Review of the Glashütte Original PanoMatic Tourbillon
By: John B. Holbrook, II
The fall of the Berlin Wall in 1990 brought German reunification, and massive political and economic change. One of the many positives which have come from German reunification is the re-establishment of Glashütte Original as one of the word’s preeminent watch brands. The origins of Glashütte Original can be traced back to 1845 when Ferdinand Adolf Lange founded his first watch manufactory in Glashütte, Germany. For many years watches of mechanical complexity and grand stature were created, with the name Glashütte Original appearing on the dial for the first time in 1921. But, in 1951, Glashütte Original was merged with various other Saxon watch brands by the East German government and lost all identity. Fast forward to four years after German reunification and the privatization of the watch manufacturing facilities once controlled by the East German Government. Within two years, the factory is once again producing watches which bear the name Glashütte Original. By 2000, the Swatch Group purchased Glashütte Original, and it remains one of their many illustrious watch brands to this day.
While opinions vary, many consider the tourbillon complication to be the pinnacle of horological achieve-ment. Only a handful of manufacturers around the world have the technical capability to manufacture and produce a wristwatch with a tourbillon complication — the highest art in "haute" horology. The tourbillon was originally conceived by Breguet as a means of removing accuracy error caused by gravity in pocket watches. But in 1920, Alfred Helwig improved upon the original Breguet design and created the “flying tourbillon” — the same type used in Calibre 93 for the Glashütte Original PanoMatic Tourbillon.
The Glashütte Original Calibre 93 is a self-winding mechanical movement with 40 jewels (plus two diamonds), a power reserve of 48 hours, and a balance wheel which vibrates at 21,600 beats per hour. The movement is manufactured in-house by Glashütte Original and has impressive features such a Breguet balance spring, and elaborate finishing and detailing work applied, visible through the sapphire display back. The eccentric positioned and skeletonized rotor is made of 21 ct. gold, and signed “GO”. The wheel bridge and rotor are also decorated with “Glashütte stripe” finishing. The Calibre 93 is clearly on par both technically and cosmetically with the finest offerings of any manufacturer in the world.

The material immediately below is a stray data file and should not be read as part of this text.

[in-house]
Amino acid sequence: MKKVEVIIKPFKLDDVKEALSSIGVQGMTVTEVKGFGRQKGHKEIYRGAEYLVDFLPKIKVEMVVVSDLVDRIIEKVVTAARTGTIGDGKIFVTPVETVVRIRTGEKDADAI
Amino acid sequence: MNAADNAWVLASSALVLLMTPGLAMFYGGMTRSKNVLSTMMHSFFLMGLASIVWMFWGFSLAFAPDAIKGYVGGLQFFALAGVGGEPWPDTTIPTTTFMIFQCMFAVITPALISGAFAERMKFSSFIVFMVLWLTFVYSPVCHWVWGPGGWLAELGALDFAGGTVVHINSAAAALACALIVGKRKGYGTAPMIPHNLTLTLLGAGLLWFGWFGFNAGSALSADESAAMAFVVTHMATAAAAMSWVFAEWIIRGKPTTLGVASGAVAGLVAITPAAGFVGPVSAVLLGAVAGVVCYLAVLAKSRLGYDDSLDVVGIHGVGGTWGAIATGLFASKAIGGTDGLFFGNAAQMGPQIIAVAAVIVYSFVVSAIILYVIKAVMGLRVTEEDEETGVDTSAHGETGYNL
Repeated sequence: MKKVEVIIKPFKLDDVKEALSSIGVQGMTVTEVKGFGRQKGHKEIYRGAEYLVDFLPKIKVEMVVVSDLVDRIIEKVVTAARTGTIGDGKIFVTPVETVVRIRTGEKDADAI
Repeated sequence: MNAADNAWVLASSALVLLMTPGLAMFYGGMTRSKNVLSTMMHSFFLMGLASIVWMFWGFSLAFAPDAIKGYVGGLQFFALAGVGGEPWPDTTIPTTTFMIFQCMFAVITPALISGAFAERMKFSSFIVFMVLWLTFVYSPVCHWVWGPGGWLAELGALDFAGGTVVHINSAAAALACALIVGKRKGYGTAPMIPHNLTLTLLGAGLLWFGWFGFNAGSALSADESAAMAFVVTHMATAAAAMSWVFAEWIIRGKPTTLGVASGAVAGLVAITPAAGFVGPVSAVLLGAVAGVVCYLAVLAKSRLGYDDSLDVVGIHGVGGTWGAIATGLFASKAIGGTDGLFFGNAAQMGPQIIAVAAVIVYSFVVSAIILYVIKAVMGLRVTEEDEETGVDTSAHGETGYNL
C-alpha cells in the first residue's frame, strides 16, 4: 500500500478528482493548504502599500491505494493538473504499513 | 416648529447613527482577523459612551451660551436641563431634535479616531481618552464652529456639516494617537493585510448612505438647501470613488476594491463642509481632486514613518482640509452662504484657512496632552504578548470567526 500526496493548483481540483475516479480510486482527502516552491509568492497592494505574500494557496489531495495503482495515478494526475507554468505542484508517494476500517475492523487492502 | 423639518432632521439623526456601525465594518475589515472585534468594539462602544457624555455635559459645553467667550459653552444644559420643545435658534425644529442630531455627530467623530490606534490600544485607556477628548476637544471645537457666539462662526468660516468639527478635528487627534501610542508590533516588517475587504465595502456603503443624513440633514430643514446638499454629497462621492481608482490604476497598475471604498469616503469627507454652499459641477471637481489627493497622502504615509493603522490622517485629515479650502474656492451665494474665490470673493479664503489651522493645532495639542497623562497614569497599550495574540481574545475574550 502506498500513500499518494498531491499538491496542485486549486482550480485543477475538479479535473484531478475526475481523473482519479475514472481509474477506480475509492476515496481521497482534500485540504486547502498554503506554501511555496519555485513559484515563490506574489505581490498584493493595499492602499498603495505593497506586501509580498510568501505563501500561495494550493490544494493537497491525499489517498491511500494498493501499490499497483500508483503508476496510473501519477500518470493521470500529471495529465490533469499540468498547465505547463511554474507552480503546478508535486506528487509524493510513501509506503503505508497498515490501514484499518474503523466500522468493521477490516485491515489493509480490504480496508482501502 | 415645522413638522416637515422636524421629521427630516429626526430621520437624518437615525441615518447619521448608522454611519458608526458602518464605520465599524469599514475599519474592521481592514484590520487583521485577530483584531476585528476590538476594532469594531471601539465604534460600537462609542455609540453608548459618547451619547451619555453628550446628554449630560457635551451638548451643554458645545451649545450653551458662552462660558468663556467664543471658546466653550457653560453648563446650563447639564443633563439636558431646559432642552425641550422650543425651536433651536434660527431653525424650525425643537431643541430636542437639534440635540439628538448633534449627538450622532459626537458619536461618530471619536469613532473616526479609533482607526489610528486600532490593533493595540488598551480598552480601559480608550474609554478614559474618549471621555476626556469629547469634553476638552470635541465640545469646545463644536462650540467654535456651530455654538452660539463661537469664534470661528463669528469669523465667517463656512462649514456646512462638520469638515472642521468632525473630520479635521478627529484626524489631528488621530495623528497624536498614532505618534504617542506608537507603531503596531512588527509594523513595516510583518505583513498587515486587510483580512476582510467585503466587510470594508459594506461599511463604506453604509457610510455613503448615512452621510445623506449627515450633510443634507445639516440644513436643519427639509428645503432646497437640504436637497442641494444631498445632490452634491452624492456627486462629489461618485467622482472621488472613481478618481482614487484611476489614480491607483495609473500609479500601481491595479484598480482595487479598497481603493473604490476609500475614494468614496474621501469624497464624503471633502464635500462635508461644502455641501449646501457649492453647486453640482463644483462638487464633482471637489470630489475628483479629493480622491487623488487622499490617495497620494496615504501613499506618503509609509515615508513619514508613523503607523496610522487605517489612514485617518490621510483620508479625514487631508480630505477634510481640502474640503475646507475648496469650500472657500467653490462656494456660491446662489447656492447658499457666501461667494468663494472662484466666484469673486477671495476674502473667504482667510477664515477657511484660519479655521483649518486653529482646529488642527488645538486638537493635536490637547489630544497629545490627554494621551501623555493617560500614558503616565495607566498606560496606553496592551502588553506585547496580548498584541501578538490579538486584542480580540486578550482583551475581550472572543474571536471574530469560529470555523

The caliber 93 is set into a solid 18 ct. polished rose gold case which is 39.3mm in diameter, and 12.0 mm in height — a classically elegant size. The case carries a water resistance rating of 3 ATM. Attached to the case lugs is a gorgeous and well-padded Louisiana crocodile leather strap, with a case-matching 18 ct. rose gold clasp featuring the Glashütte Original insignia.
As captivating as the view of the movement is, the dial is an absolute work of art, featuring fine guilloché with clous de Paris decoration. The hour and minute hand are in an offset sector, in the upper left-hand portion of the dial, with the flying tourbillon viewable in a region which is overlapping at the six o’clock position. The watch also features a big date complication at the three o’clock position. The overall design execution is quite stunning, and unmistakably Saxon inspired.
The Glashütte Original PanoMatic Tourbillon (reference 9301010104) artfully blends both high art and technology in a perfect example of German horological craftsmanship and ingenuity. For those privileged few who can afford the retail price of $103,000.00, the PanoMatic Tourbillon is sure to be the crowning piece of any collection.
**Photos & Text Copyright 2010 WATCH TALK FORUMS INC.. No part of this report can be reproduced outside of WATCH TALK FORUMS without the expressed permission of John B. Holbrook, II.